This must have referred to a case similar to the Siamese twins, now liv-

ing in North Carolina, married to two sisters, and having families. Females, if they went a-courting, would there be more marriages than now ? Hairs, an equal number in any two men's heads ? Answered in the affirmative, the number of persons living at any one

time greatly exceeding the number of hairs in any man's head. Negroes, shall they rise so at the last day? Answered in the negative, as all men will then be as near perfection as

Peter and Paul, did they use notes ?
Queen of Sheba, had she a child by Solomon ?
Wife, whether she may beat her husband ?
Women, whether they have souls ?
Women, whether not bantered into a belief of being angels ?

A readable volume might be compiled from these “Notes and Queries,” which amused our grandfathers.


In the Travels of Hentzner, who resided some time in Eng. land in the reign of Elizabeth, as tutor to a young German nobleman, there is given a very interesting account of the “ Maiden Queen," and the court which she then maintained at "the Royal Palace of Greenwich." After noticing the appearance of the presence-chamber—" the floor, after the English fashion, strewed with hay," the writer gives a descriptive portrait of Her Majesty. He states :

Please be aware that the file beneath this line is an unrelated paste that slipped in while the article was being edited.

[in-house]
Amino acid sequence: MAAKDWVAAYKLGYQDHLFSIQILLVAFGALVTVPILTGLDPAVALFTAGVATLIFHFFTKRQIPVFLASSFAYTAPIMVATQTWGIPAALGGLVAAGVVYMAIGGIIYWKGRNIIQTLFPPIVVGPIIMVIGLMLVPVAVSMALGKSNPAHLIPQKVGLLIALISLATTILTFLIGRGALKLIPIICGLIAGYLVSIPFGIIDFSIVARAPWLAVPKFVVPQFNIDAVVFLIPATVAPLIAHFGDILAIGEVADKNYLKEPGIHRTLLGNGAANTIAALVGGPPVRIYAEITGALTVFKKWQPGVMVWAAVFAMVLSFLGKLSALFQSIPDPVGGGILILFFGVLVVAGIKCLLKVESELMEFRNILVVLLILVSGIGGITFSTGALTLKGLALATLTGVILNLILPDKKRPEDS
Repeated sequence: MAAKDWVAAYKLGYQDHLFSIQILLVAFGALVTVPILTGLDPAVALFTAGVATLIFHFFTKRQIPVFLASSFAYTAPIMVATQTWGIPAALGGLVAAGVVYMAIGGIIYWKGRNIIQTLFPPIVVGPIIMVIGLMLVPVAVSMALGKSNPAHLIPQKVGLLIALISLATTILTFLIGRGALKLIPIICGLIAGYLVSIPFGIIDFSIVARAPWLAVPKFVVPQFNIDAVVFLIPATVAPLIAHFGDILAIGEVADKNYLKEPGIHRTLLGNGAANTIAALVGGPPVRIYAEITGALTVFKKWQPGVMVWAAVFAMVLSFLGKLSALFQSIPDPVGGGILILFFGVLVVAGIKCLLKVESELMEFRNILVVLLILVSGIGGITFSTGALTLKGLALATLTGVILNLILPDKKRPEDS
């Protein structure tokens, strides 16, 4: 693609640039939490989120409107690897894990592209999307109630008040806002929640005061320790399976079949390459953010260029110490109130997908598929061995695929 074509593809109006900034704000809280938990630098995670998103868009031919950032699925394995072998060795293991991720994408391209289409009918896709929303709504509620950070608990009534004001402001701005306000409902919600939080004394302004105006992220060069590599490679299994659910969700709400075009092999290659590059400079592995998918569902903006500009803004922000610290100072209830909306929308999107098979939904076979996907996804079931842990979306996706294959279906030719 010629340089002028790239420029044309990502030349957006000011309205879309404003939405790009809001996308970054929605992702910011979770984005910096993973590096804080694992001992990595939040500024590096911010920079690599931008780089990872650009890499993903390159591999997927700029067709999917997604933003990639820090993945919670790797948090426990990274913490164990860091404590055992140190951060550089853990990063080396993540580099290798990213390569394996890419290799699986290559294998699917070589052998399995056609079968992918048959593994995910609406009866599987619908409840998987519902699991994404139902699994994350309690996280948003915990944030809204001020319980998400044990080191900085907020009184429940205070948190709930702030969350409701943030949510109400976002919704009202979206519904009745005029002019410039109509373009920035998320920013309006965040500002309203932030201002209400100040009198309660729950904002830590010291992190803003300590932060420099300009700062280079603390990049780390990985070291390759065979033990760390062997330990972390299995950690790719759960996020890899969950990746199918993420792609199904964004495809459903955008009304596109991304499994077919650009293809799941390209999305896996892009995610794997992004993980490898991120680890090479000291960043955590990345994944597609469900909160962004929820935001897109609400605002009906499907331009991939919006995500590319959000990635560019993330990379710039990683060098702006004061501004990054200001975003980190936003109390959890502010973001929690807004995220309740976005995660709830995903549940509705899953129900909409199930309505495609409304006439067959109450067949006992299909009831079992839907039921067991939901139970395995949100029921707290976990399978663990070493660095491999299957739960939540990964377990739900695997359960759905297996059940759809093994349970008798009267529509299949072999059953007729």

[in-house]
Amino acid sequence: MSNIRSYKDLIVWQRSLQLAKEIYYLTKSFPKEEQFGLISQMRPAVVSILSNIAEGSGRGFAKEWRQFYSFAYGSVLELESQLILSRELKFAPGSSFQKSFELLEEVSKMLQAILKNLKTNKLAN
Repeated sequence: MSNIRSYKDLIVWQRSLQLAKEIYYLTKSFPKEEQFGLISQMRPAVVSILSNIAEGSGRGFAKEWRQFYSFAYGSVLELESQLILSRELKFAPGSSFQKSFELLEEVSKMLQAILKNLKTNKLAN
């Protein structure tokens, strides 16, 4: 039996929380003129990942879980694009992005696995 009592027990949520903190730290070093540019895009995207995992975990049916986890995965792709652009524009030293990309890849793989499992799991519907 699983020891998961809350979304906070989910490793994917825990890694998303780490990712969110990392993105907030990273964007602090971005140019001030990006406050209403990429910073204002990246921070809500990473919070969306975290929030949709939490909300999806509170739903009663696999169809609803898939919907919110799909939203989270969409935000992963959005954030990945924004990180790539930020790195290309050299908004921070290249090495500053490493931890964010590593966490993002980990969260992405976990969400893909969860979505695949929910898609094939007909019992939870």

Next came the Queen, in her sixty-fifth year, as we were told, very majestic; her face oblong, fair, but wrinkled ; her eyes small, but black and pleasant; her nose a little hooked; her lips narrow, and her teeth black (a


defect the English seem subject to, from their too great use of sugar.) She had in her ears two pearls, with very rich drops. She wore false hair, and that red.


I saddled my sow with a sieve full of buttermilk, put my foot into the stirrup, and leaped nine miles beyond the moon into the land of temperance, where there was nothing but hammers, and hatchets, and candlesticks, and there lay bleeding Old Noles. I let him lie, and sent for Old Hippernoles, and asked him if he could grind green steel nine times finer than wheat flour ? He said he could not. Gregory's wife was up in the pear-tree gathering nine corns of buttered peas to pay Saint James' rent. Saint James was in the meadow mowing oat cakes ; he heard a noise, hung his scythe at his heels, stumbled at the battledore, tumbled over the barn-door ridge, and broke his shins against a bag of moonshine that stood behind the stairsfoot door, and if that isn't true, you know as well as I.


There is perhaps nothing in “Lycidas” which has so commended itself to the memory and lips of men, as that exquisite strain of tender regret and pathetic despondency in which occur the lines

Fame is the spur which the clear spirit doth raise
(That last infirmity of noble minds),

To scorn delights, and live laborious days. May not that graceful glorifying of Fame as the last infirmity of noble minds” have been suggested by the profound remark of Tacitus, in his character of the stoical republican, Helvidius Priscus (Hist., 1. iv. c. 6) :

Erant, quibus appetentior famæ videretur, quando etiam sapientibus cupido gloriæ novissima exuitur.